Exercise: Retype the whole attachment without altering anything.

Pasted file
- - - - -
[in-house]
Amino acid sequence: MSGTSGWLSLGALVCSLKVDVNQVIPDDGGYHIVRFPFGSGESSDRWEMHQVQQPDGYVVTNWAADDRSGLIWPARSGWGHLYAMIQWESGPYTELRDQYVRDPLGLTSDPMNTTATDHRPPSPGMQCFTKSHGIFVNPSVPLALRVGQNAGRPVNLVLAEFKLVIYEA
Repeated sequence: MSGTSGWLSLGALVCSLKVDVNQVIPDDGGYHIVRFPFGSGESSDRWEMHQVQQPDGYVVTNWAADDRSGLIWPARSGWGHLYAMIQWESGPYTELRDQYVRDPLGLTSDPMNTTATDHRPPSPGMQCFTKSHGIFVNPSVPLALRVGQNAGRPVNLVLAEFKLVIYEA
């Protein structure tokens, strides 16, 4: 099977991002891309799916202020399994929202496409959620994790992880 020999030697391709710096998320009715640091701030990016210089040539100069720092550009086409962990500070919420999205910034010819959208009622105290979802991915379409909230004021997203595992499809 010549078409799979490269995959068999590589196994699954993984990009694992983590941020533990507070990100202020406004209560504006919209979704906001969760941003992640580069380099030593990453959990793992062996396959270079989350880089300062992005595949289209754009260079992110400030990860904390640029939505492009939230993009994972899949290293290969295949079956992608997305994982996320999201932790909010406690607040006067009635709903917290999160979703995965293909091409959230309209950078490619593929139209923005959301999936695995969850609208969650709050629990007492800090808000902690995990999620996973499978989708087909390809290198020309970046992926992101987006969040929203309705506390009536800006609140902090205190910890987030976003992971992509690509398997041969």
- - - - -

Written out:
[in-house]
Amino acid sequence: MSGTSGWLSLGALVCSLKVDVNQVIPDDGGYHIVRFPFGSGESSDRWEMHQVQQPDGYVVTNWAADDRSGLIWPARSGWGHLYAMIQWESGPYTELRDQYVRDPLGLTSDPMNTTATDHRPPSPGMQCFTKSHGIFVNPSVPLALRVGQNAGRPVNLVLAEFKLVIYEA
Repeated sequence: MSGTSGWLSLGALVCSLKVDVNQVIPDDGGYHIVRFPFGSGESSDRWEMHQVQQPDGYVVTNWAADDRSGLIWPARSGWGHLYAMIQWESGPYTELRDQYVRDPLGLTSDPMNTTATDHRPPSPGMQCFTKSHGIFVNPSVPLALRVGQNAGRPVNLVLAEFKLVIYEA
């Protein structure tokens, strides 16, 4: 099977991002891309799916202020399994929202496409959620994790992880 020999030697391709710096998320009715640091701030990016210089040539100069720092550009086409962990500070919420999205910034010819959208009622105290979802991915379409909230004021997203595992499809 010549078409799979490269995959068999590589196994699954993984990009694992983590941020533990507070990100202020406004209560504006919209979704906001969760941003992640580069380099030593990453959990793992062996396959270079989350880089300062992005595949289209754009260079992110400030990860904390640029939505492009939230993009994972899949290293290969295949079956992608997305994982996320999201932790909010406690607040006067009635709903917290999160979703995965293909091409959230309209950078490619593929139209923005959301999936695995969850609208969650709050629990007492800090808000902690995990999620996973499978989708087909390809290198020309970046992926992101987006969040929203309705506390009536800006609140902090205190910890987030976003992971992509690509398997041969």